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B.C. wildfire fight challenged by water shortages, dry conditions

Last Updated Jul 23, 2021 at 6:30 pm PDT


Winds have fanned flames in many parts of B.C.'s southern Interior

Drought, water shortages challenging wildfire fighting efforts in B.C. amid dry conditions

More evacuation orders issued for B.C. communities

VANCOUVER (NEWS 1130) – B.C.’s wildfire situation continues to challenge crews on the frontlines, with wind only one of the concerns right now.

Conditions have been extremely dry, with little-to-no rain in recent weeks, and temperatures remain high in many areas.

BC Wildfire Service Executive Director Ian Meier says things are extreme in the southern half of the province, with “no relief in sight.” Drought conditions and water shortages are adding even more pressure to wildfire fighting efforts, as crews try to keep flames away from homes and communities.

Related video: Nearly 300 active wildfires in B.C. right now

As of Thursday night, there were 272 wildfires burning in B.C. Since April 1, more than 360,000 hectares have been burned, according to the province.

The Kamloops Fire Centre is seeing the highest number of active fires, at 98. The Southeast Fire Centre follows with 64, while the Cariboo Fire Centre is reporting 45 active fires.

Flames have forced a number of evacuations across B.C.’s southern Interior. The latest orders are affecting the Spences Bridge area, where people in 169 properties have been cleared out.

With thousands of properties under evacuation orders across the province, Kamloops is experiencing a shortage of commercial accommodations.

“If your primary residence has been evacuated, we recommend that you arrange to stay with friends or family,” the order for Blue Sky Country in Spences Bridge reads.

Smokey conditions

Winds have been fanning flames in some regions, but so far, those gusts have not pushed any of the smoke to the coast.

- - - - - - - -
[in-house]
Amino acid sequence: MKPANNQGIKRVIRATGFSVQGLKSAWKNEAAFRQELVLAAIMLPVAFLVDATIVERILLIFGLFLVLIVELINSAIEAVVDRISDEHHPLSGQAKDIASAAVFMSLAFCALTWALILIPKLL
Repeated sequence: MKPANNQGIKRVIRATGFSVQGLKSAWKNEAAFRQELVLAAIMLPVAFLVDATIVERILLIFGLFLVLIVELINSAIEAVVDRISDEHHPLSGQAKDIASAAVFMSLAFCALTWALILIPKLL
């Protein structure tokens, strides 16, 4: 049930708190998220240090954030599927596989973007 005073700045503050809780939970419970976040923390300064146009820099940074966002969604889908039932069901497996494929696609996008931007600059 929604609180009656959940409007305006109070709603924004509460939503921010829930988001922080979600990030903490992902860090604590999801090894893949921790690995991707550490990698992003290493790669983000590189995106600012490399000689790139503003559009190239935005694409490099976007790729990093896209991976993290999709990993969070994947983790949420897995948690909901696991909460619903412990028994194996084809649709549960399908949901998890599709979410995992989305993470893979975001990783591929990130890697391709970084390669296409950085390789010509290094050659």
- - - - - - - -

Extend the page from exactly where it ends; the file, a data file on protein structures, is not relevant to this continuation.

NEWS 1130 Meteorologist Michael Kuss says we likley won’t see the haze settle over Metro Vancouver just yet.

“The westerly winds continue to dominate along the coast, and that keeps us away from the wildfire smoke around the Lower Mainland,” he said. “Into Sunday we may see a southerly, southeasterly wind develop. That could draw in some haze, some smoke from the Oregon wildfires — at least briefly.”

He says the wildfire smoke is expected to be further driven into the Kootenays and Elk Valley Friday and Saturday.

“[The smoke] continues to drift off into the east, and not really a factor along the coast,” he said.

Expanding emergency alert use

As hundreds more residents have been forced from their homes because of wildfires, the province’s emergency co-ordination agency says it’s working to expand use of the country’s public alert system for large-scale and potentially fatal disasters.

The Alert Ready system allows government officials to issue public safety alerts through major television and radio broadcasters, as well as compatible wireless devices.

Pader Brach, executive director with Emergency Management BC, says expanding the system is a priority, although he could not say if it would be in place during this wildfire season.

Brach says it would complement existing systems for issuing evacuation orders, alerts, and other emergency information, not replace them.

As of Thursday, about 4,300 properties were under evacuation orders due to wildfires scorching B.C.’s south.